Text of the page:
However, just because the championship feels like a foregone conclusion, doesn’t mean that the races have to be boring. A good example that I remember is the 2020 season. Sure, Merc won 13 of the 17 races, but I think there are more races I remember vividly than from the previous two seasons combined. The Austria, British, 70th Anniversary, Italian, Tuscan, Turkish, and Sakhir GPs were all fantastic (and I strongly remember Bahrain, albeit for very different reasons), even if Merc won ran away with both titles and won 4 of the 7 races I mentioned.

    I don’t think its necessarily the dominance that makes a season boring, it still comes down to the quality of the individual races. And at the end of the day, that’s why I usually continue to watch, even if it is a bit dull, because you always hope today will be the one that’s different. After all, one of the last races that I did just ignore and not make any attempt to follow live was the 2019 German GP, and we know how that turned out.

  36. No, it kinda of helps I’m a fan of Michael Schumacher, even if he was dirty at times, and the team didn’t allow their second driver to compete with the first driver. I liked the races during the Red Bull era(2010-2014), they were quite exciting. 2014-2016 was good for the Hamilton-Rosberg battle. 2021 was quite epic, even if race direction and Michael Masi were in cahoots, and Verstappen started driving dirty in the last few races.

    1. Verstappen’s extreme defense was the only way to keep the championship going once mercedes went back to having a much faster car the last 4 races, any other style of driving would’ve meant delivering the title to hamilton.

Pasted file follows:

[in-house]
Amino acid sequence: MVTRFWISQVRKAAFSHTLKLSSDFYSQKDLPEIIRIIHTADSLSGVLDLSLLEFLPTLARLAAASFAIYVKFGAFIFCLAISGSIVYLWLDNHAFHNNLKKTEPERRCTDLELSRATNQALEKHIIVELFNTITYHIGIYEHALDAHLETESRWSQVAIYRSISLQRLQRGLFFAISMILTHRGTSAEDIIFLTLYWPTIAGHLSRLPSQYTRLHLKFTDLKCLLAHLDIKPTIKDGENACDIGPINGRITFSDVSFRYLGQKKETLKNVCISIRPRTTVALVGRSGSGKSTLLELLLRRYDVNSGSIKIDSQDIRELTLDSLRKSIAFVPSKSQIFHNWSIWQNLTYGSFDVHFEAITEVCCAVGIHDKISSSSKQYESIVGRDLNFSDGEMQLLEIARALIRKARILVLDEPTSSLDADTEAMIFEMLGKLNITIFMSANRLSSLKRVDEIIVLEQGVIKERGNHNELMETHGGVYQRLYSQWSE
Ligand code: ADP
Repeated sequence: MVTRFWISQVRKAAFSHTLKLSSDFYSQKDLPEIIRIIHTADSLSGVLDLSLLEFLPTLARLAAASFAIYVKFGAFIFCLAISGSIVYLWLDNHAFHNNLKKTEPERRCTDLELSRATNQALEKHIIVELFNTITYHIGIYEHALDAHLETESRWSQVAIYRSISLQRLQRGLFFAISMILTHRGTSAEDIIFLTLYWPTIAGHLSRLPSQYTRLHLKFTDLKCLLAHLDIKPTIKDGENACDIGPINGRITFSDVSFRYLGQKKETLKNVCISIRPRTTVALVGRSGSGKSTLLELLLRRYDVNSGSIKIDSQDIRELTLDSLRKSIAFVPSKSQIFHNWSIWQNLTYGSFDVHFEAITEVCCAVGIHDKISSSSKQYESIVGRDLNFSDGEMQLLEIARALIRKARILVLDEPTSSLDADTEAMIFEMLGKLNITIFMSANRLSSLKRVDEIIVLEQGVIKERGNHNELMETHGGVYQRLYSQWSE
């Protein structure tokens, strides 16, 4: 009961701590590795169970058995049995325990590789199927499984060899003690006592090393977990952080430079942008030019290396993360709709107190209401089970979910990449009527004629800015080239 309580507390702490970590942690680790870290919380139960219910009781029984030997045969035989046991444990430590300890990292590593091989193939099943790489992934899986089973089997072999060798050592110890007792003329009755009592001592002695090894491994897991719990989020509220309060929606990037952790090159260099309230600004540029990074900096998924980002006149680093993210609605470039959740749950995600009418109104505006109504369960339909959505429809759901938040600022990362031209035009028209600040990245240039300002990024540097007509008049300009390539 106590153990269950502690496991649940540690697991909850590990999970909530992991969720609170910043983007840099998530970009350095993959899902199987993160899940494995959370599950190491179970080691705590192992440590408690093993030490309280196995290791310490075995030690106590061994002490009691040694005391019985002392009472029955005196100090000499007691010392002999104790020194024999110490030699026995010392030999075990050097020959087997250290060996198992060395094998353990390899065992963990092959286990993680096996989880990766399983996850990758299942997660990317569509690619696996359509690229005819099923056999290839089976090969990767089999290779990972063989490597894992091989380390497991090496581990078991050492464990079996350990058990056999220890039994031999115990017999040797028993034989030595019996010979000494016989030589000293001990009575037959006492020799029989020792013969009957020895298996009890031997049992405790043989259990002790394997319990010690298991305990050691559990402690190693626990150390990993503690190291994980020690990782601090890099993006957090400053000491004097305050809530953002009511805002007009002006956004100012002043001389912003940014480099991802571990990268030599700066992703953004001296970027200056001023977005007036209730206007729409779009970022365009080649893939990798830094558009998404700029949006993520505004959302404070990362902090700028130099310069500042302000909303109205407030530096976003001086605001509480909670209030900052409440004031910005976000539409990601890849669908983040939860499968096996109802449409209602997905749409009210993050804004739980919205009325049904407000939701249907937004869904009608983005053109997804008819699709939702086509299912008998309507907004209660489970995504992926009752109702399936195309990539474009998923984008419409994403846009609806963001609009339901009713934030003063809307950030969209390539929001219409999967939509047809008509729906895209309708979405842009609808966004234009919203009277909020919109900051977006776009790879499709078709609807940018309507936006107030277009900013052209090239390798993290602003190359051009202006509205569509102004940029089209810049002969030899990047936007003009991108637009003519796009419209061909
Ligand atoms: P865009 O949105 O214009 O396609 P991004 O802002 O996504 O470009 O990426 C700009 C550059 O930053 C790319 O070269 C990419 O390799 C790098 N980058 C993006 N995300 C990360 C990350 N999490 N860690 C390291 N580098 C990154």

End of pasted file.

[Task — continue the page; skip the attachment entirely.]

1. @esploratore1 Mercedes took a new engine for Hamilton and exploited the power advantage well. Plus Hamilton was also very clearly in form over the final set of races. Those fact didn’t justify Verstappen’s driving in Brazil or, especially, in Saudi Arabia. But he got away with it thanks to relentless Red Bull pressure on Masi and FIA. I still don’t see him as a legitimate winner of that championship.

  37. I think when I was younger and Schumacher was dominating, I would watch F1 occasionally and fall asleep if Schumacher was lapping everyone. At some point I started picking out individual drivers to follow, so I would watch their race really closely.. That helps keep you awake and engaged.

    Still, even if you have a driver to follow overall the races aren’t as entertaining if a driver you don’t care for keeps winning race after race, year after year. So I wouldn’t say I was or am fan of Schumi, Vettel, Verstappen. Hamilton changed a lot since his McLaren days, I used to be a big fan, but I can’t stand him now.